In his recent article on The Conversation, Andrew Knight argues that “the overwhelming majority of invasive animal experiments do not pass the cost-benefit test required by regulations and expected by society”. This claim is based on his reviews of the scientific literature, a 2011 report on non-human primate research in the UK and alleged bias among ethics committees. The implication would seem to be that society should drastically reduce the amount of animal-based research scientists are permitted to carry out.
Knight states that the best available evidence regarding the efficacy of animal research is found in systematic reviews, especially his 2007 review. It would take quite some space to refute his paper in detail, so we will instead address a couple of the more substantial problems.
The largest flaw is probably Knight’s apparent misunderstanding of the purpose of most biomedical research – to discover knowledge rather than necessarily generating immediate clinical results. He repeatedly argues, citing papers of varying quality, that only a small proportion of animal experiments result in advancements in healthcare. But the majority of experiments using animals seek to answer questions regarding physiological processes, some of which may lead to clinical advances, rather than try to treat disease. The findings from these experiments underlie the large body of knowledge that is required for the design of experiments that directly address a clinical issue.
Knight also seems to underestimate the value of emerging technologies, such as genetically altered animal models. This new but important component of animal research only warrants a paragraph:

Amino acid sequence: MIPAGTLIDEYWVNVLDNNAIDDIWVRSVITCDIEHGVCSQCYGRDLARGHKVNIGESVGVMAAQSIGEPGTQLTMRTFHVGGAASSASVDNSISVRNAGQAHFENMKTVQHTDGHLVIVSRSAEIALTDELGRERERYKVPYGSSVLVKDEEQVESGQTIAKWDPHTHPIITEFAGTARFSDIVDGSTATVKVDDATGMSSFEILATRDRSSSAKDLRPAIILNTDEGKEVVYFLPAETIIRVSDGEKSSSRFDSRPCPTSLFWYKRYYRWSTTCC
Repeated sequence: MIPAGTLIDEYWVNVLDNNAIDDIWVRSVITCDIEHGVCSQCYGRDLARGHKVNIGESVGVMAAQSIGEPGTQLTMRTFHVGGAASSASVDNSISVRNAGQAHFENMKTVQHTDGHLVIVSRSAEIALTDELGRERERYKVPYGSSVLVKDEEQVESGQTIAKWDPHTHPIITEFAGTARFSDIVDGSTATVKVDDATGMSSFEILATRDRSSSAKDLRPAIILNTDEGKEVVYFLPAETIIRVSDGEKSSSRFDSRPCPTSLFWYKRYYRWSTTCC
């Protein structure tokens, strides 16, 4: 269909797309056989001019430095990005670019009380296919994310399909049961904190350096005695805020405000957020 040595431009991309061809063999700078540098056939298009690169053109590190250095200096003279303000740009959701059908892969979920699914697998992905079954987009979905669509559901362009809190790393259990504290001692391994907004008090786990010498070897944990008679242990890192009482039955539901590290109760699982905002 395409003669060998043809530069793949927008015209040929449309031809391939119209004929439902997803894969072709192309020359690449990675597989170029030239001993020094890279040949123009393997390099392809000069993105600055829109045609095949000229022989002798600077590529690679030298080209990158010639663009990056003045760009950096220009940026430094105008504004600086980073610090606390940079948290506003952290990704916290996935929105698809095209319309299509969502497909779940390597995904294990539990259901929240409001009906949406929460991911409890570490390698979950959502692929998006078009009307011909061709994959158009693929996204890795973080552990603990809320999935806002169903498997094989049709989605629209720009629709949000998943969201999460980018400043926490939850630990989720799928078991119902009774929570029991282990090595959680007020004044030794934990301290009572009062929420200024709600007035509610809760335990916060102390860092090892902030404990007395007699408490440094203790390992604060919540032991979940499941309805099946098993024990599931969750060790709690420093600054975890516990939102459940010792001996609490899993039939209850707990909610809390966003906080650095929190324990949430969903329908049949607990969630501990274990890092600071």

Genetic modification of animal models … is being attempted, to make them more closely model humans. However, as well as being technically very difficult to achieve, such modification may not allow clear conclusions due to a large variety of factors, including those reflecting the intrinsic complexity of living organisms, such as the variable redundancy of some metabolic pathways between species. Furthermore, the animal welfare burdens incurred during the creation and utilisation of genetically modified animals are particularly high.
While certainly technically challenging, these new techniques are leading to great advances not touched upon by Knight. One of his citations in this quote is actually is an excellent account of the emerging importance of transgenic animal models for biomedical research. It notes the limitations, but also concludes that they are highly useful. Many other such advances have improved the quality of animal models, including optogenetics, which allows researchers to precisely manipulate activity in nerve cells, providing exciting new avenues for research into many disorders including psychiatric conditions.